Catholic priest's alleged inappropriate conduct kept hidden from school nearby his residence for 'privacy reasons'

Catholic priest's alleged inappropriate conduct kept hidden from school nearby his residence for 'privacy reasons'

Catholic priest's alleged inappropriate conduct kept hidden from school nearby his residence for 'privacy reasons'

Updated 30 June 2017, 11:20 AEST

The Catholic Church did not tell a Canberra primary school a priest living next door had been accused of inappropriate conduct because it was concerned about his privacy, an independent report reveals.

The Catholic Church decided not to tell a Canberra primary school a priest living next door had been accused of inappropriate conduct with children because it was concerned about his privacy, an independent report has found.

The historical allegations involve two girls, and include the priest putting his arms around an 11 or 12-year-old from behind and nibbling her ear when they were alone in a Tumut church in the Riverina.

While the alleged victims decided not to press charges, a church report found the complaints were sustained and the man was removed as a parish priest.

But his lawyers denied he was guilty of any misconduct.

In 2014, the then 77-year-old was moved to Lanigan House, next to Sts Peter and Paul Primary School and near the Malkara specialist school, in the Canberra suburb of Garran.

Today, a review commissioned by the Archdiocese of Canberra revealed how the former priest came to live in the Catholic-operated home and why his alleged past was hidden from parents and staff.

It found the Archdiocese did not have a policy for suitably housing priests accused of inappropriate conduct and senior church officials gave little, if any, consideration to Lanigan House's location.

"As it apparently did not occur to anyone for some time that placing him next to a school could be problematic, there was not consultation with Catholic Education about his placement at Lanigan House," the review's author Juliet Lucy noted.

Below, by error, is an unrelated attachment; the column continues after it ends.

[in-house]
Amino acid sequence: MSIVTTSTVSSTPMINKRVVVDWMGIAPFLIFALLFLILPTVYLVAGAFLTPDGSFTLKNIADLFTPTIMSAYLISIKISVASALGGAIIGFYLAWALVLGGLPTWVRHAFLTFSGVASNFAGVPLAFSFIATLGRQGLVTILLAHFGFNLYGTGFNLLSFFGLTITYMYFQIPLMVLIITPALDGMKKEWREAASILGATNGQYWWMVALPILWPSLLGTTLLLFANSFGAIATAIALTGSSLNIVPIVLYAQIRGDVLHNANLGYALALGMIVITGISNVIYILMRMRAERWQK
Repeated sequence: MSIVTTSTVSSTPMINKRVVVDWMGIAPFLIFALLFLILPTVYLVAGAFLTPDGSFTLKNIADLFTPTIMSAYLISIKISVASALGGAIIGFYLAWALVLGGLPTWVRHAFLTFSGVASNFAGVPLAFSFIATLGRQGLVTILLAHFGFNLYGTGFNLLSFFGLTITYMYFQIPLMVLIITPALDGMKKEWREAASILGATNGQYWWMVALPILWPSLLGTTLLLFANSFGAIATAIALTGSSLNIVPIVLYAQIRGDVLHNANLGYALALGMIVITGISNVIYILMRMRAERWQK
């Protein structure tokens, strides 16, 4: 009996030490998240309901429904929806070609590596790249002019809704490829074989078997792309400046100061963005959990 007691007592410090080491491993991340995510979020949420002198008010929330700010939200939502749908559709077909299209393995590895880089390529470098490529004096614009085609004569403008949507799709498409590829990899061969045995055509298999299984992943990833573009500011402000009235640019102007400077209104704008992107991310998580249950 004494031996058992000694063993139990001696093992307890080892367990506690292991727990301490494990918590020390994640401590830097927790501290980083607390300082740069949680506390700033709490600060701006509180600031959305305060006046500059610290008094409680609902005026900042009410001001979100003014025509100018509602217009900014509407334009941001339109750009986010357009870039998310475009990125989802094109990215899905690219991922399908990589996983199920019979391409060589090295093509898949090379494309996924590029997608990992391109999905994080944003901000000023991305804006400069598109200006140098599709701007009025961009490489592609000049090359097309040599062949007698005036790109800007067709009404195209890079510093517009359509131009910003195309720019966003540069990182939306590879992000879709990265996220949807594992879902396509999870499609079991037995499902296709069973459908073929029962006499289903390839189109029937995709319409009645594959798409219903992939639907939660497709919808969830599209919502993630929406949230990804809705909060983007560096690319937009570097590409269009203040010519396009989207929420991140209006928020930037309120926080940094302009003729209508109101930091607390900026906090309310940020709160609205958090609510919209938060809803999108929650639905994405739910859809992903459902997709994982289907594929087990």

A risk assessment in 2016 determined the priest's proximity to schools was "not ideal" but the Archdiocese said it was difficult to find suitable alternative accommodation.

That assessment was given to the principal of Sts Peter and Paul Primary School, but it did not include the allegations against the priest.

"The main reason IPSS [Institute for Professional Standard and Safeguarding] did not provide more information was a belief that it was not entitled to do so under privacy laws," Dr Lucy said.

The principal first heard about the priest's alleged past when a member of the Catholic community phoned the school four days before the story broke in the media.

Archdiocese apologises 'unreservedly', accepts recommendations

Among the report's 20 recommendations, it suggests the church find suitable properties to house priests who have had "adverse allegations or findings concerning children".

The Archdiocese has also committed to developing a privacy and information sharing policy, training staff in the new guidelines, and setting up a panel to advise it on child protection issues.

"The report reveals failure in our policies, procedures and protocols," Archbishop of Canberra and Goulburn Christopher Prowse said.

"Again, the Archdiocese apologises unreservedly for the stress and hurt to people and the whole Garran community. We must learn from this."

The review was also critical of the Archdiocese's initial public response to the story and recommended developing a crisis management strategy.

"We accept all the findings and recommendations of the independent review and are eager to fully implement them," Archbishop Prowse said.

The former priest has since been removed from Lanigan House.